Author: Emily Nielson
Location: Hirakata, Osaka, Japan
Golden Week is something that I first heard about from my mom. Essentially a pre-summer break, Thursday and Friday combine with the weekend to create a marvelous mini vacation for Japanese people. Everyone seems to have big plans for this holiday, and the crowds everywhere testify to that.
I spent a good part of Golden Week doing homework, but I did manage to go outside and experience some new things thanks to the invitation of friends. Mason, my former roommate, invited me to Kyoto for a barbeque hosted by her friend’s restaraunt. We enjoyed a wonderful variety of food, including grilled beef and pork, corn on the cob, shaved ice, and takoyaki. Beef is especially expensive in Japan, as there is little space for farmland, so this was especially tasty. Takoyaki are spherical golden shells made of batter that’s filled with octopus, grilled to one’s liking. I also tried whale-and thought of Finding Nemo the whole time. Whale has the consistency of beef and the taste of fish, which was a little unsettling, but perhaps that’s just me.
Adding another event to my cultural bucket list was watching Japanese men carry mikoshi, which is a kind of portable Japanese shrine. Wearing traditional white robes and headbands, they carry the shrine for a short distance to honor deities. According to Mason, they believe that the gods become bored sitting in their shrine, so they jostle around the mikoshi as much as possible. Spectators gather to watch them hauling the shrine. When the men took breaks, some of them offered mini cans of Asahi beer and tea, although the beer was strictly reserved for the men doing the heavy lifting. Ironically, many people took smoke breaks in between hauls, and I eventually got a bad headache from the air.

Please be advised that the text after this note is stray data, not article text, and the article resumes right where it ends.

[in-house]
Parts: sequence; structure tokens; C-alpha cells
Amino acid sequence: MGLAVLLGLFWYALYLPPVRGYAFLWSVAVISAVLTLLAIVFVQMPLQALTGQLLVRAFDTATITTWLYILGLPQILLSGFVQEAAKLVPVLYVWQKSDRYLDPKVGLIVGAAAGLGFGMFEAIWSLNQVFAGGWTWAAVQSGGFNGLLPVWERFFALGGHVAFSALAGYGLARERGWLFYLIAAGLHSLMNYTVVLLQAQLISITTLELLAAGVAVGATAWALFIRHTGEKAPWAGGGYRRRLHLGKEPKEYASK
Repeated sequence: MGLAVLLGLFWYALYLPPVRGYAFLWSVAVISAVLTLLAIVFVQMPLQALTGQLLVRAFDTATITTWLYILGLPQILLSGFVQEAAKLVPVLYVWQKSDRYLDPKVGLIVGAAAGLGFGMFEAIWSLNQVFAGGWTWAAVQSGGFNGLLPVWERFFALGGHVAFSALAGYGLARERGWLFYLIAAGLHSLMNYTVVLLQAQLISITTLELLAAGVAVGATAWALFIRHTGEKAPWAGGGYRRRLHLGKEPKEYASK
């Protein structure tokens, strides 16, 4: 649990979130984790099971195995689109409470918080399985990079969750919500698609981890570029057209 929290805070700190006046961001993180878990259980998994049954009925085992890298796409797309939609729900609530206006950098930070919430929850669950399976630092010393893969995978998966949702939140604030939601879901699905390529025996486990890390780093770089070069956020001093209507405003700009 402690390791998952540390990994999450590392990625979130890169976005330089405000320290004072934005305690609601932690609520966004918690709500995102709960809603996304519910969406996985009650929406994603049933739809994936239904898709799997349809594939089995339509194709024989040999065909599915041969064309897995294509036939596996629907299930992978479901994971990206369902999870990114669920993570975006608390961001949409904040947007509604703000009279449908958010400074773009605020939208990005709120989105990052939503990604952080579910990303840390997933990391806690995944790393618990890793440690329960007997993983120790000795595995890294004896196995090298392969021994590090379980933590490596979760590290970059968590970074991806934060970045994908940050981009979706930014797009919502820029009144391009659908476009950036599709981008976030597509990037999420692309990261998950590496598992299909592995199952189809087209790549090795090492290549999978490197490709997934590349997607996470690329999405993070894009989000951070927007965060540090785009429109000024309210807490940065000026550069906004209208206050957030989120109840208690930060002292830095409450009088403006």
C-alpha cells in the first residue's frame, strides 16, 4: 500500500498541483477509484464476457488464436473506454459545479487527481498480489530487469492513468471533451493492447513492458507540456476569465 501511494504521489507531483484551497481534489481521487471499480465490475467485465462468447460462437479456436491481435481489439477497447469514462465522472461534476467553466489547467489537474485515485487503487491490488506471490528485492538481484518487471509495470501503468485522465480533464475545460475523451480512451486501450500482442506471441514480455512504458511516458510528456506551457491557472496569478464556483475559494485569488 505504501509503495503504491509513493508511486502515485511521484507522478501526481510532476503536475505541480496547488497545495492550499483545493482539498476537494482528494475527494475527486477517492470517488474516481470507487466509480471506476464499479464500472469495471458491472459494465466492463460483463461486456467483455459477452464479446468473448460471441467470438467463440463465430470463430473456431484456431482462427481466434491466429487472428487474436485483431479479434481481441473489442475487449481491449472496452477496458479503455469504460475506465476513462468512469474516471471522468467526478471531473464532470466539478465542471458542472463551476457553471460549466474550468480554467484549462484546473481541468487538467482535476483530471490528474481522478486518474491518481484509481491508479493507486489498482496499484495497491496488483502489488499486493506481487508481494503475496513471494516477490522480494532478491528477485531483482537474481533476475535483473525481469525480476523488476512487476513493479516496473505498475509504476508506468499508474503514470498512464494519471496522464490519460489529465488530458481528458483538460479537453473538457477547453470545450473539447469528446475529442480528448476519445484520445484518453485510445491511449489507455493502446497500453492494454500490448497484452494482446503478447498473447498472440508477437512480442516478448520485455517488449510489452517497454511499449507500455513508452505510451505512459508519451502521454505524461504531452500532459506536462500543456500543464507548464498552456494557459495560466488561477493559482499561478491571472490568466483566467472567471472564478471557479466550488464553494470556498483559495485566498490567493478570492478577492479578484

After making several loops around the neighborhood, the men finally returned back to the temple. Several men took turns beating the taiko drum, applause following each round. Finally finished, all of the participants were rewarded a bottle of sake and a whole pack of beer! They all seemed really happy.
It always interests me as to how much Japan enjoys honoring tradition yet also welcoming, or at least showing curiosity in, innovation and the latest trends. Holidays like this often give us a glance into what was once a norm in the lives of a people. It makes me wonder what the U.S. will look like in a few centuries, and what holidays the whole world could partake in.